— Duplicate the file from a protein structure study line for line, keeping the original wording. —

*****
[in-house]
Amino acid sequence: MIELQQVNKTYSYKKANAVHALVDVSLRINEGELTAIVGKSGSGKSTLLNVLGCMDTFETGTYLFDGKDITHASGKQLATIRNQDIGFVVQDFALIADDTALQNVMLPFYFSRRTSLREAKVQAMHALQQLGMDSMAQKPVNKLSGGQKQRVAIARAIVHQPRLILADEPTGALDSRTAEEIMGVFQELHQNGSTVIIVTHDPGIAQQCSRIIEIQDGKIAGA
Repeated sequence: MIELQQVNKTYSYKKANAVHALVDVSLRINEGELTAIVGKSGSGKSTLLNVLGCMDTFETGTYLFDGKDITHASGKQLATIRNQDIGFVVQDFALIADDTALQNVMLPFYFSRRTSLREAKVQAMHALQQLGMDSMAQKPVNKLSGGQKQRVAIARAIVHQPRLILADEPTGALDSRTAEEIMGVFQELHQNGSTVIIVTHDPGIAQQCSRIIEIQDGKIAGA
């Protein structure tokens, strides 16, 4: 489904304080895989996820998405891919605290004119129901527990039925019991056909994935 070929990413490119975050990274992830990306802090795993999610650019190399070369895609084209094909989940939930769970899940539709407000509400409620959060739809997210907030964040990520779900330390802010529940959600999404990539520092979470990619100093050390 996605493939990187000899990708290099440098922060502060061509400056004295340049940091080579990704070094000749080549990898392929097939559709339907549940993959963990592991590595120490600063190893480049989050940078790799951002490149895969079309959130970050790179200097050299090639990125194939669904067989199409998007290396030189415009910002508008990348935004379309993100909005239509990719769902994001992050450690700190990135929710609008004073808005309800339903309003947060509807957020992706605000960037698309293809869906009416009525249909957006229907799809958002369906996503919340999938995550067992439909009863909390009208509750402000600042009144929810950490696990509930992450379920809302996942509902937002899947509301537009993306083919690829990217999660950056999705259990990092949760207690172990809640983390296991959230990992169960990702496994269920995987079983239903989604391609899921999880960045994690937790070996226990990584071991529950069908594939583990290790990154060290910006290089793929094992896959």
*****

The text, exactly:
[in-house]
Amino acid sequence: MIELQQVNKTYSYKKANAVHALVDVSLRINEGELTAIVGKSGSGKSTLLNVLGCMDTFETGTYLFDGKDITHASGKQLATIRNQDIGFVVQDFALIADDTALQNVMLPFYFSRRTSLREAKVQAMHALQQLGMDSMAQKPVNKLSGGQKQRVAIARAIVHQPRLILADEPTGALDSRTAEEIMGVFQELHQNGSTVIIVTHDPGIAQQCSRIIEIQDGKIAGA
Repeated sequence: MIELQQVNKTYSYKKANAVHALVDVSLRINEGELTAIVGKSGSGKSTLLNVLGCMDTFETGTYLFDGKDITHASGKQLATIRNQDIGFVVQDFALIADDTALQNVMLPFYFSRRTSLREAKVQAMHALQQLGMDSMAQKPVNKLSGGQKQRVAIARAIVHQPRLILADEPTGALDSRTAEEIMGVFQELHQNGSTVIIVTHDPGIAQQCSRIIEIQDGKIAGA
């Protein structure tokens, strides 16, 4: 489904304080895989996820998405891919605290004119129901527990039925019991056909994935 070929990413490119975050990274992830990306802090795993999610650019190399070369895609084209094909989940939930769970899940539709407000509400409620959060739809997210907030964040990520779900330390802010529940959600999404990539520092979470990619100093050390 996605493939990187000899990708290099440098922060502060061509400056004295340049940091080579990704070094000749080549990898392929097939559709339907549940993959963990592991590595120490600063190893480049989050940078790799951002490149895969079309959130970050790179200097050299090639990125194939669904067989199409998007290396030189415009910002508008990348935004379309993100909005239509990719769902994001992050450690700190990135929710609008004073808005309800339903309003947060509807957020992706605000960037698309293809869906009416009525249909957006229907799809958002369906996503919340999938995550067992439909009863909390009208509750402000600042009144929810950490696990509930992450379920809302996942509902937002899947509301537009993306083919690829990217999660950056999705259990990092949760207690172990809640983390296991959230990992169960990702496994269920995987079983239903989604391609899921999880960045994690937790070996226990990584071991529950069908594939583990290790990154060290910006290089793929094992896959």